The intestinal mucosa is densely populated with more than 100 trillion bacteria that defend their place against unwanted germs. There are also fungi, protozoa and worms. All have their place in the gut. But the balance has to be right.
A body cannot live without the intestinal flora, because this is where a large part of the immune process takes place. One-sided nutrition without vital substances, one-sided pasture or hay without herbs, plus concentrated feed with a high proportion of highly digested starch lead to an impoverishment of the intestinal flora. The intestinal environment is shifting, the intestine is acidic and the intestinal microbiome is no longer able to deal with infections or parasites. Feeding a horse species-appropriate also means taking care of the intestinal flora. Only in this way can it fulfill its diverse tasks in metabolism and immune processes. The intestinal flora produces various vitamins, enzymes, amino acids and takes care of the breakdown and elimination of toxins. An intact intestinal flora is reflected in the vitality and performance of your horse and is also reflected in smooth skin, a shiny coat and stable hooves.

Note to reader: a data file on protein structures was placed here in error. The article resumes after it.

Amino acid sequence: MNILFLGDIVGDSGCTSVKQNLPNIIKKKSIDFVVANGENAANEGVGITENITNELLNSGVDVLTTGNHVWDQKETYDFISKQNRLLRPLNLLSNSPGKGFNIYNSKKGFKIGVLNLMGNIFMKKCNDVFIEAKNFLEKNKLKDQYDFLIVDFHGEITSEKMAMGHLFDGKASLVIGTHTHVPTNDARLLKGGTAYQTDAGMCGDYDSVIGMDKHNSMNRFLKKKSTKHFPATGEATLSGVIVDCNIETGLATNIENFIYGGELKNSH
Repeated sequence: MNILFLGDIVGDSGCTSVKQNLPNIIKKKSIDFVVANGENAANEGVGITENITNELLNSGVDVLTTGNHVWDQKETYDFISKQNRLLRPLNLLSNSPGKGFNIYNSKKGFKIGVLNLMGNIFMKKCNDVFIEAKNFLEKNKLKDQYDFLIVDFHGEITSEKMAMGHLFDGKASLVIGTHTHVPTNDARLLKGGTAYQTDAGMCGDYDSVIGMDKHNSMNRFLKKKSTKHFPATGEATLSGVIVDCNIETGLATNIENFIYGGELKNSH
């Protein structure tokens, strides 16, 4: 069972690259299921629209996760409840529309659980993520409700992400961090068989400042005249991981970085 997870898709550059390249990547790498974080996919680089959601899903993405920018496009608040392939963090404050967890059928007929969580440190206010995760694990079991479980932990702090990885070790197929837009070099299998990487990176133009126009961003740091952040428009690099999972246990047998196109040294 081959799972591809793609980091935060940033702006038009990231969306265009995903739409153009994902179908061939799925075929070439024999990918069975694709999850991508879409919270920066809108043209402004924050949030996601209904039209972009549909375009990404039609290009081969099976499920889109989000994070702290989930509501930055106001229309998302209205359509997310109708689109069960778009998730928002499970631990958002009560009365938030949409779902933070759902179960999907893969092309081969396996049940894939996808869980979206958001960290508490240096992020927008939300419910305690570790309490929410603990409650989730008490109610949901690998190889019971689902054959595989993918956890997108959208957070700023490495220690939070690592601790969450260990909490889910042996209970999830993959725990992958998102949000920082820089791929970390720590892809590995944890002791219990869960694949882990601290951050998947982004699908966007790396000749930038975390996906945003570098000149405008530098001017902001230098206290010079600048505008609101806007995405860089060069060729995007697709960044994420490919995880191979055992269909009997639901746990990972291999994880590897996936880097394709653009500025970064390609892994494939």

Intestinal flora, what is that actually?
It is the totality of microorganisms that colonize the intestines of humans and animals and are of crucial importance for the host organism. Here there is a close interrelationship between living beings of two species, which is why we speak of the intestinal ecosystem. The term "flora" derives from the earlier classification that bacteria and many other microorganisms belong to the plant kingdom. Since bacteria form their own domain in the scientific classification of living beings (formerly prokaryotes), one speaks today of an intestinal microorganism community or of an intestinal microbiota, the intestinal microbiome. The intestinal flora is part of the microbiome of every multicellular organism.